Filling The Jar With Water

Adding Water To The Jar

Be sure to fill the jar slowly with water to avoid disturbing the capping layer, which could cause nutrients to leach into the water column.

In the video above (sped up to save time), it took me a few minutes to fill the jar using a standard siphon with a diffuser end to minimize water pressure.

Beginners often overlook the various factors affecting their water when filling a shrimp jar. I’ve mentioned nitrogen compounds several times in this article, which is an umbrella term for ammonia, nitrite, and nitrate. I’ll cover these more in the cycling section later.

You also need to consider the water’s temperature, pH level, hardness, and chlorine/chloramine levels.

The table below outlines the recommended water parameters for cherry shrimp, which I usually suggest for people new to keeping shrimp jars.

Water Temperature65-80°F (18.5-27°C)
Water FlowStill-Low
GH6-10 dGH
KH3-10 dKH
Ammonia0 ppm
Nitrite0 ppm
Red Cherry Shrimp Water Parameters

A quick and easy solution is to use a cheap tap water conditioner, which I consider essential when keeping shrimp.

This will quickly and easily remove chlorine, chloramines, and various heavy metals from your tap water, making it safe for your shrimp and plants.

Often, the water temperature in your shrimp jar can be maintained at the ambient room temperature of most modern homes, eliminating the need for an additional heater.

Adding Floating Plants
Adding Floating Plants

After filling my shrimp jar with water, I add my floating plant of choice, salvinia.

You can cover the entire surface of your jar with floating plants if you prefer, which I often do with my aquariums.

This not only helps to maintain stable water parameters but also provides ample grazing space for your shrimp. I frequently observe my shrimp feeding upside down on the floating plants in my tank.

Lighting And Heating For A Shrimp Jar

Adding A Light To The Jar
Adding A Light To The Jar

There’s considerable debate about the ideal lighting for jarrariums, and I believe there isn’t a one-size-fits-all answer.

Factors such as the height and volume of your jar, the type and number of plants, all play a role. I typically test and adjust my lighting as the plants grow.

For this jar, I’ll start with a cheap USB clip-on light that I use on some of my other jars, along with a grow light for house plants.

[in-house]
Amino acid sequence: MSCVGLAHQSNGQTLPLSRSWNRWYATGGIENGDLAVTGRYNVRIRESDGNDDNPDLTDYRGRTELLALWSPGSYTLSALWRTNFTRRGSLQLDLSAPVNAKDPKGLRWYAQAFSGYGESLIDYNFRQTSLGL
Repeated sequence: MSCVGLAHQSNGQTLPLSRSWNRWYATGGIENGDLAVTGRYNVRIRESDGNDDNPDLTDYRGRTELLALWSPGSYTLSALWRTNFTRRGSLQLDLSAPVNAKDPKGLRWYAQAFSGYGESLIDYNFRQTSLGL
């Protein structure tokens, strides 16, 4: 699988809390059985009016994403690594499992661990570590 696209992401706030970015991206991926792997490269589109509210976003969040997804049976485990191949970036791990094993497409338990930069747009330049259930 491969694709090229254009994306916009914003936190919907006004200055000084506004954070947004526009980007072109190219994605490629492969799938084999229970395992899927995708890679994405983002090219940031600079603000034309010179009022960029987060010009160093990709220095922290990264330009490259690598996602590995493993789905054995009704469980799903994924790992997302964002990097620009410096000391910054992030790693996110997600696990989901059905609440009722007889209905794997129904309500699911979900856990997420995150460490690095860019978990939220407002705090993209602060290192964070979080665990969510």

While the general rule of 2W of power per gallon of water is popular, it’s not always necessary for jars. This rule is usually applied to aquariums, which are deeper and need more light to reach the bottom plants.

I prefer using cheaper USB lights, as I keep achieving great results with the low-tech plants mentioned earlier. However, if you’re growing more demanding plants requiring higher light levels, you might need a more powerful light.

Heating your Walstad shrimp jar may not be necessary depending on your location. The ambient temperature in my fish room is sufficient to maintain my shrimp jars. If you can’t maintain at least 60°F (15°C), you’ll need to find a way to improve heating.

Cycling The Shrimp Jar

Cycling A Walstad Shrimp Jar
Cycling A Walstad Shrimp Jar

Cycling your Walstad shrimp jar typically takes about a month but can sometimes take longer.

Fast-growing stem plants and floating plants are essential as they absorb nitrogen compounds keeping the jar safe.

Unlike traditional aquariums, where beneficial bacteria colonies form on the filter, the heavy lifting in a shrimp jar is done by the plants. These plants need time to grow, establish themselves, and effectively absorb ammonium and nitrate, keeping the water safe and stable.

This is why many recommend waiting at least two months before adding shrimp or snails to your jarrarium.

The soil will release ammonia into the water column, helping beneficial bacteria develop on various surfaces in the jar. However, you don’t need a high level of bacteria for this type of setup since the plants handle most of the nitrogen processing.

During this waiting period, algae and biofilm will also start to grow, providing a food source for your shrimp once they are introduced.

In my experience, its usually safe to add your shrimp after 4-8 weeks but you can wait longer if you are worried.

Obvious signs of plant growth such as your stem plants touching the surface of the water and your floating plants propagating are good indicators that the jar is becoming established.

Stocking The Shrimp Jar

I highly recommend Neocaridina shrimp for beginners with shrimp jars due to their low price, vibrant colors, and hardiness.

From my experience, regular red cherry shrimp and yellow Neocaridina shrimp are the most resilient, making them ideal for shrimp jars.

Amano shrimp are another excellent option for stocking shrimp jars, although their pale appearance might not appeal to everyone.

Cherry shrimp and most other Neocaridina varieties efficiently consume brown diatom algae and soft green algae. However, if you encounter tougher algae, consider adding an Amano shrimp.

For this particular shrimp jar, I will include one Amano shrimp, four cherry shrimp, and one horned nerite snail. The horned nerite snail will help keep the glass clean by eating the biofilm, ensuring a clear view into the jar.


In conclusion, creating a Walstad shrimp jar is an easy and low-maintenance way to engage in aquascaping, especially for beginners.

This method, popularized by Dianna Walstad, involves a base layer of topsoil capped with gravel or sand and densely planted with suitable plants, creating a natural ecosystem that requires minimal technological intervention.

While the process demands attention to detail, especially in choosing the right jar, substrate, and plants, the rewards include a self-sustaining habitat for shrimp.

This method not only appeals to hobbyists for its simplicity and cost-effectiveness but also for the opportunity to create a thriving natural environment in a small space.